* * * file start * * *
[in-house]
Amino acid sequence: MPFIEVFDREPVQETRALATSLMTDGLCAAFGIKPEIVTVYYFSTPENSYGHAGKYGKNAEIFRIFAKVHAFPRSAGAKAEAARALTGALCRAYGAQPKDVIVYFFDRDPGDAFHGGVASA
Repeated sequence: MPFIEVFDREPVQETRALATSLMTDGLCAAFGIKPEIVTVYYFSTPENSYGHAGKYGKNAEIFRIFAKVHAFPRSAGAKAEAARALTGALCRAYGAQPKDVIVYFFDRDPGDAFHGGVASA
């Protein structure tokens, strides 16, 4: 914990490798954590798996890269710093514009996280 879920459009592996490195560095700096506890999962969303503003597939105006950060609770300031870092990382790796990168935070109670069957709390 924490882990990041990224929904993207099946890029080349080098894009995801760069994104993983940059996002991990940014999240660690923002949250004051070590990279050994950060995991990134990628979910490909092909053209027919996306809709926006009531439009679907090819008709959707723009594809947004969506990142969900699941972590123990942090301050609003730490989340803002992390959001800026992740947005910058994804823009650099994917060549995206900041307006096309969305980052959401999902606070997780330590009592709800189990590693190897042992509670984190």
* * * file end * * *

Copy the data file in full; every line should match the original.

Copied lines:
[in-house]
Amino acid sequence: MPFIEVFDREPVQETRALATSLMTDGLCAAFGIKPEIVTVYYFSTPENSYGHAGKYGKNAEIFRIFAKVHAFPRSAGAKAEAARALTGALCRAYGAQPKDVIVYFFDRDPGDAFHGGVASA
Repeated sequence: MPFIEVFDREPVQETRALATSLMTDGLCAAFGIKPEIVTVYYFSTPENSYGHAGKYGKNAEIFRIFAKVHAFPRSAGAKAEAARALTGALCRAYGAQPKDVIVYFFDRDPGDAFHGGVASA
């Protein structure tokens, strides 16, 4: 914990490798954590798996890269710093514009996280 879920459009592996490195560095700096506890999962969303503003597939105006950060609770300031870092990382790796990168935070109670069957709390 924490882990990041990224929904993207099946890029080349080098894009995801760069994104993983940059996002991990940014999240660690923002949250004051070590990279050994950060995991990134990628979910490909092909053209027919996306809709926006009531439009679907090819008709959707723009594809947004969506990142969900699941972590123990942090301050609003730490989340803002992390959001800026992740947005910058994804823009650099994917060549995206900041307006096309969305980052959401999902606070997780330590009592709800189990590693190897042992509670984190």